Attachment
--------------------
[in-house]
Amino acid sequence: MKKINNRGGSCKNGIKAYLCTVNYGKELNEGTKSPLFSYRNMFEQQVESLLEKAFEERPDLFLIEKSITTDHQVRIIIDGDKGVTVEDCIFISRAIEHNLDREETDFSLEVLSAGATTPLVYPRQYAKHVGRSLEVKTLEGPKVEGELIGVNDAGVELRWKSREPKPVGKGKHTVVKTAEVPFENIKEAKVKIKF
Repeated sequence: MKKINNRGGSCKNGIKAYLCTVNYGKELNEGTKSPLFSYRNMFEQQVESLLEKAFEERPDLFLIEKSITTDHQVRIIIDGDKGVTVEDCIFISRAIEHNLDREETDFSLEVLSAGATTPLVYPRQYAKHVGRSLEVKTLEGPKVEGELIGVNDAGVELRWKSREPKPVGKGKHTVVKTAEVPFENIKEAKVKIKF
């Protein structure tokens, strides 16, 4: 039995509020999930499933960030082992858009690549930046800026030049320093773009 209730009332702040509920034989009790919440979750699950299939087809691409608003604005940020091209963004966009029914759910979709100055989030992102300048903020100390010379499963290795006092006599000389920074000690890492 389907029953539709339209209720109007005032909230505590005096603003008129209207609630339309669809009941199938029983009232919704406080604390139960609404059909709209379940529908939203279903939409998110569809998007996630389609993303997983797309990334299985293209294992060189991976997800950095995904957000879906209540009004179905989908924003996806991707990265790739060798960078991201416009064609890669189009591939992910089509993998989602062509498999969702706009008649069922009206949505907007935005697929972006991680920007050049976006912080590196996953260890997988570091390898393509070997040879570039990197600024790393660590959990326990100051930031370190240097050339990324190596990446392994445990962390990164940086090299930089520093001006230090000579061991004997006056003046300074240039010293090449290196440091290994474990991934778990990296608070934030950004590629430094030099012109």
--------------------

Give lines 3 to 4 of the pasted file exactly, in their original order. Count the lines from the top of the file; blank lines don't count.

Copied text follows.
Repeated sequence: MKKINNRGGSCKNGIKAYLCTVNYGKELNEGTKSPLFSYRNMFEQQVESLLEKAFEERPDLFLIEKSITTDHQVRIIIDGDKGVTVEDCIFISRAIEHNLDREETDFSLEVLSAGATTPLVYPRQYAKHVGRSLEVKTLEGPKVEGELIGVNDAGVELRWKSREPKPVGKGKHTVVKTAEVPFENIKEAKVKIKF
């Protein structure tokens, strides 16, 4: 039995509020999930499933960030082992858009690549930046800026030049320093773009 209730009332702040509920034989009790919440979750699950299939087809691409608003604005940020091209963004966009029914759910979709100055989030992102300048903020100390010379499963290795006092006599000389920074000690890492 389907029953539709339209209720109007005032909230505590005096603003008129209207609630339309669809009941199938029983009232919704406080604390139960609404059909709209379940529908939203279903939409998110569809998007996630389609993303997983797309990334299985293209294992060189991976997800950095995904957000879906209540009004179905989908924003996806991707990265790739060798960078991201416009064609890669189009591939992910089509993998989602062509498999969702706009008649069922009206949505907007935005697929972006991680920007050049976006912080590196996953260890997988570091390898393509070997040879570039990197600024790393660590959990326990100051930031370190240097050339990324190596990446392994445990962390990164940086090299930089520093001006230090000579061991004997006056003046300074240039010293090449290196440091290994474990991934778990990296608070934030950004590629430094030099012109």